Another way to vote early is by applying for a postal vote. Political parties have given themselves special privileges in this area (there are many others, including access to the electoral rolls). It is political parties that provide you with an invitation to have a postal ballot – but when you respond they access and file away your information before passing on your request to the AEC. Very handy for them, though it builds delay into the system which is already creaking, in part because Australia Post is not paid to expedite election mail.
In the much-criticised (deservedly) US election systems, many states actually mail out postal vote applications to all voters. There’s no way our political parties would permit that.
And while on the US system, here as there conservative political parties continue to push for tougher voter identification. The Liberal-National Party majority on the Parliamentary Committee again recommended photo-ID or similar to be produced by voters. Here, as in the US, it is thought that would adversely affect voters supporting their opponents.
Australia is one of only a small number of countries that uses preferential voting. There is no argument here for its abolition – rather the issue is whether it should be optional for the voter. (Where it is not optional, and the voter indicates a preference for only one candidate the vote is discarded as informal.) The main virtue of optional preferential is that the number of informal votes is reduced. However, for political parties, the question is whether they or their opponents benefit most from getting preferences from independents or minor parties. The attitude of the parties to this issue varies over time – this year the government favours optional preferential.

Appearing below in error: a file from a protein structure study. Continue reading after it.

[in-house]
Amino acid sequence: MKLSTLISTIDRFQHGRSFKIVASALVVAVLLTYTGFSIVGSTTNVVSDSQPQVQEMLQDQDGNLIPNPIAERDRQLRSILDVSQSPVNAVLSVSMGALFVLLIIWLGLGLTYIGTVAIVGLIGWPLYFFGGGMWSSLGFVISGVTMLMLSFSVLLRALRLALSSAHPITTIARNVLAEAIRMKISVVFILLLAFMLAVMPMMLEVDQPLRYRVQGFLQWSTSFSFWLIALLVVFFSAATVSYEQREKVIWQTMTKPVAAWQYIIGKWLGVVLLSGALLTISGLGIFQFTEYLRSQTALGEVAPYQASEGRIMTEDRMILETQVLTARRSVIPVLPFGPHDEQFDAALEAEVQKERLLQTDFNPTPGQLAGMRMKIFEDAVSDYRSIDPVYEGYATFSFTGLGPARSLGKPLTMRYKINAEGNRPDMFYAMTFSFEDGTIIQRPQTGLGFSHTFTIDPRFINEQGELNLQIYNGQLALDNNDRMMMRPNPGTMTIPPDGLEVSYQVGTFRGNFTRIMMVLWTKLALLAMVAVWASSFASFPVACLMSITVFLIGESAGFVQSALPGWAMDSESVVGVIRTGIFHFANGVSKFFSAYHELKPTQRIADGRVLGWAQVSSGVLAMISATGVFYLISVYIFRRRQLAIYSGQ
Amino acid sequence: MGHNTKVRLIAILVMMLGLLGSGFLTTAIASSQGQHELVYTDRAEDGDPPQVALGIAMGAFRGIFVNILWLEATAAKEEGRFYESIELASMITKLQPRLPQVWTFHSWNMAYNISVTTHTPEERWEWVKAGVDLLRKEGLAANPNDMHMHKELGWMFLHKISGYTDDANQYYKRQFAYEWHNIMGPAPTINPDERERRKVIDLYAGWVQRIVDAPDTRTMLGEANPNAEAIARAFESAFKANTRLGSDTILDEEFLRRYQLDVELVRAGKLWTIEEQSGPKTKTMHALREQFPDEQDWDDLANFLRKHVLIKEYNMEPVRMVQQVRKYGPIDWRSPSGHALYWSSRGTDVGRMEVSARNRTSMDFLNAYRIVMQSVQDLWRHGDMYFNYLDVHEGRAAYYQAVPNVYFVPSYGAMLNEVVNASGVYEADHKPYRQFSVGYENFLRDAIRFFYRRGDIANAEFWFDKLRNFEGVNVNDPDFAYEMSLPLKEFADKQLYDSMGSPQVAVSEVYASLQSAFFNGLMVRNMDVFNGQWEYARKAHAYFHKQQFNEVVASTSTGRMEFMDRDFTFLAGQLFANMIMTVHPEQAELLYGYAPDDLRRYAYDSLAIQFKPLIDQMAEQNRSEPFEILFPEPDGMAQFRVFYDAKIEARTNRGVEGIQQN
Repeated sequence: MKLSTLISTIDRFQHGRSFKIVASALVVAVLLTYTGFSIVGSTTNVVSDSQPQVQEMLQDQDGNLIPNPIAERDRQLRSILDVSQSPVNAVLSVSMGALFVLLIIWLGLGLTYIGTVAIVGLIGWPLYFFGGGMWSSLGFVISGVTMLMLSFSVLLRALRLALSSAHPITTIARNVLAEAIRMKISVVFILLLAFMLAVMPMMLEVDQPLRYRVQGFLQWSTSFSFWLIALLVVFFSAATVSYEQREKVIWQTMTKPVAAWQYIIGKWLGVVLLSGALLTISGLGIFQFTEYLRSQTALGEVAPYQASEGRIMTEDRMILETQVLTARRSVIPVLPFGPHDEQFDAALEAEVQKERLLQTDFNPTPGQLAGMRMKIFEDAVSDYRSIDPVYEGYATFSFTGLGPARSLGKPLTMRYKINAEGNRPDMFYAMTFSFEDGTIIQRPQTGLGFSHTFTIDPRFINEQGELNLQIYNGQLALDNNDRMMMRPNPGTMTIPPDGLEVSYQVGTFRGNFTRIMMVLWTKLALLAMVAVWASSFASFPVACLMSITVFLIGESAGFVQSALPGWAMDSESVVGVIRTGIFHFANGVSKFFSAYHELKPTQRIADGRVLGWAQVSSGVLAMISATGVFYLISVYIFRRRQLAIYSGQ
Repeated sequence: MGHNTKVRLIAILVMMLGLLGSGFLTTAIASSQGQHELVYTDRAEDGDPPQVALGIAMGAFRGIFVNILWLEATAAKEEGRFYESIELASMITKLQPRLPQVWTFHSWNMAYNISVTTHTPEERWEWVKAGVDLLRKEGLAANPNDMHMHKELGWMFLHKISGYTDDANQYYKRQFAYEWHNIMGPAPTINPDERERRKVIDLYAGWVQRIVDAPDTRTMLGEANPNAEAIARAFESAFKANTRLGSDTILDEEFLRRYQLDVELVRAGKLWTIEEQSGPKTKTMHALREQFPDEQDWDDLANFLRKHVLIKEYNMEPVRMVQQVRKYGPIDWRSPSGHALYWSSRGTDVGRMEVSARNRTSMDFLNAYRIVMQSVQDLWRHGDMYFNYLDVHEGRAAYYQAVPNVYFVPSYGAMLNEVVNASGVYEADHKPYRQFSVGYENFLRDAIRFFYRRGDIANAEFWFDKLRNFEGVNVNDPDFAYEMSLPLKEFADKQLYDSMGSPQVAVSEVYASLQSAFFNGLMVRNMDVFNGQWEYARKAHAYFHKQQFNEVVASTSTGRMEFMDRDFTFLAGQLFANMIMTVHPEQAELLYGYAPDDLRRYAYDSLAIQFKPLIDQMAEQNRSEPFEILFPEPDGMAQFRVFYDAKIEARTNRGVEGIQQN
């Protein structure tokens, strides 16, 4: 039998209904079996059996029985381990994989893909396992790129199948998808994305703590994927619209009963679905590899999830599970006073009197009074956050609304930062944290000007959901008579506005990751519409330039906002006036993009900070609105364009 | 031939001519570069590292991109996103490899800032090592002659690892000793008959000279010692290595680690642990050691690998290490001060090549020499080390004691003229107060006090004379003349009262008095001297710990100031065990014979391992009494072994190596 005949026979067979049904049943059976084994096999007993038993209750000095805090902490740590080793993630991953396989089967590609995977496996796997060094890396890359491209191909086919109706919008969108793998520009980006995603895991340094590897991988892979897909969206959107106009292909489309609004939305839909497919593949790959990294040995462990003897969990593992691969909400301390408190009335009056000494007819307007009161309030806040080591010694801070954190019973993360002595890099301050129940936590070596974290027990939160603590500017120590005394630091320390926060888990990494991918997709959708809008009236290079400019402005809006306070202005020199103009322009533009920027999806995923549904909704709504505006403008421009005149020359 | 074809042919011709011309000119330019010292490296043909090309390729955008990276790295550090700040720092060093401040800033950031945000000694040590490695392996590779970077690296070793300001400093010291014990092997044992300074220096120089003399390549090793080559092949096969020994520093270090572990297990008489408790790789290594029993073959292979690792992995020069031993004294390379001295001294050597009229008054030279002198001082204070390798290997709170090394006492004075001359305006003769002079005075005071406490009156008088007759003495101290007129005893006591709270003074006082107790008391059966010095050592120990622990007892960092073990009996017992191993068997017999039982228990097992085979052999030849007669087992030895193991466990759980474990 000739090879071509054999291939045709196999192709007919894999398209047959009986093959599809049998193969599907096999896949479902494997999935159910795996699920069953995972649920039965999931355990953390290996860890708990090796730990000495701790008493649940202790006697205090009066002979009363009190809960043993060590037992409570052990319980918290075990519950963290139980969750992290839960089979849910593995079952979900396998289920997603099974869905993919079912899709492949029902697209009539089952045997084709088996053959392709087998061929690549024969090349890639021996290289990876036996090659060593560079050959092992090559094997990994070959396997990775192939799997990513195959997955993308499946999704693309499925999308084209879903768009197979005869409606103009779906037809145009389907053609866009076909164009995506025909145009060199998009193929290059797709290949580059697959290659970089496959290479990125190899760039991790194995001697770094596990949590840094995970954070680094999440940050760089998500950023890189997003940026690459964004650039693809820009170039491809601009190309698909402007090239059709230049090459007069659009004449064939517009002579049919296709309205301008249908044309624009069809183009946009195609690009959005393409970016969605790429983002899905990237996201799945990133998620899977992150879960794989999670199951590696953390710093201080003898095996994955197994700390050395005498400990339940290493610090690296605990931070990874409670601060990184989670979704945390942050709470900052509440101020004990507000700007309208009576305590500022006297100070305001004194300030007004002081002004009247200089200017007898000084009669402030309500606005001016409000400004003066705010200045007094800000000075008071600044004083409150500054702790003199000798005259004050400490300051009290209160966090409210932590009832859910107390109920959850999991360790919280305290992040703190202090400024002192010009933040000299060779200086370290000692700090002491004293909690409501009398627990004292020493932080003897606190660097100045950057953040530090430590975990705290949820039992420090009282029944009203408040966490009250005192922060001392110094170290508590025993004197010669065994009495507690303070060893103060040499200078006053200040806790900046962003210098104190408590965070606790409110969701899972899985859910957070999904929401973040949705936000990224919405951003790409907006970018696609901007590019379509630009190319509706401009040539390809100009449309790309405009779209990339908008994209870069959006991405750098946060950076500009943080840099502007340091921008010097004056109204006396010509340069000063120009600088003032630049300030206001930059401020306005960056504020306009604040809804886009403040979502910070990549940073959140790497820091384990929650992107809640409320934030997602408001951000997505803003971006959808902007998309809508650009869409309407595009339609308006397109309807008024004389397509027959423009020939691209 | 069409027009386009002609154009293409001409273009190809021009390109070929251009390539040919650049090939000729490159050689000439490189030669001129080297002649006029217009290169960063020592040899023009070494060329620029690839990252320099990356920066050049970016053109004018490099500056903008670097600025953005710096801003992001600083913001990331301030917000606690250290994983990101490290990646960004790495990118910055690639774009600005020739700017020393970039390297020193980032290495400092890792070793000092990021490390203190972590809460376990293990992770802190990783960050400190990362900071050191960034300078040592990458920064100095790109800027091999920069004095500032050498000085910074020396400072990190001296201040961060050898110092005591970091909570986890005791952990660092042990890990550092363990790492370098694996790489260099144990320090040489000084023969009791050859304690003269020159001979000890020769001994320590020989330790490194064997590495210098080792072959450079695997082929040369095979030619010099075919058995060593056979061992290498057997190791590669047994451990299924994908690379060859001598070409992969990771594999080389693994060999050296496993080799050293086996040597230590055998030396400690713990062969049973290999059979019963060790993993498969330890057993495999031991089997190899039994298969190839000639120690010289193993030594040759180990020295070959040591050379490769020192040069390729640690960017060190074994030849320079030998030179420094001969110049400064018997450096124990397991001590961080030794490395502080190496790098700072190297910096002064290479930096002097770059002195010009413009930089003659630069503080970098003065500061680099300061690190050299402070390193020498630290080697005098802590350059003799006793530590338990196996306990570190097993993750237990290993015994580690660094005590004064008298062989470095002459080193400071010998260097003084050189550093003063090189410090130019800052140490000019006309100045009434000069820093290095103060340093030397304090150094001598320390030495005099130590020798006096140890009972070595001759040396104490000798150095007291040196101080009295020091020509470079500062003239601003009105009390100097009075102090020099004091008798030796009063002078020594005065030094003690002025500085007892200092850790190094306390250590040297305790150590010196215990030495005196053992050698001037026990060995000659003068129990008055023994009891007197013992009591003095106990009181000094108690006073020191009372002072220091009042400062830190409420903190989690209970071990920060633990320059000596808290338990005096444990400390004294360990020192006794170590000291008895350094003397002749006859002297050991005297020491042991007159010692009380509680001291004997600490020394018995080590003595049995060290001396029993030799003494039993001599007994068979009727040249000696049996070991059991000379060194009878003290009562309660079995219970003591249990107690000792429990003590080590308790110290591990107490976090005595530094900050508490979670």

The Committee deferred (for a later report) a review of electoral funding and disclosure. This is another area where reform depends solely on whether the governing political party sees an electoral advantage for itself in capping or limiting donations, requiring their disclosure or the current government’s latest dodge, increasing tax deductions for donations.
Real reform in the area of donations, disclosure and expenditure caps is occurring at a state level, but it will only happen federally with a change of government. Even then, it is unlikely to be a priority.
A footnote, showing how carefully the AEC has to tread when dealing with the issue that most concerns politicians – their election.
It concerns the way the major political parties have dealt themselves into the provision of the forms voters need to get a postal vote:
The AEC acknowledges that this is a sensitive area for Parliament. Over many years, political parties, members and candidates have expressed very forthright opinions on this matter, and have reiterated a forthright view that this is a policy matter for Parliament. Whilst acknowledging and understanding the view of Parliament, third party involvement in the process through dispatch of unsolicited postal vote applications to large numbers of electors excites significant adverse commentary in the community, can create unnecessary confusion and delays in voters receiving their postal vote materials and could therefore lead to disenfranchisement.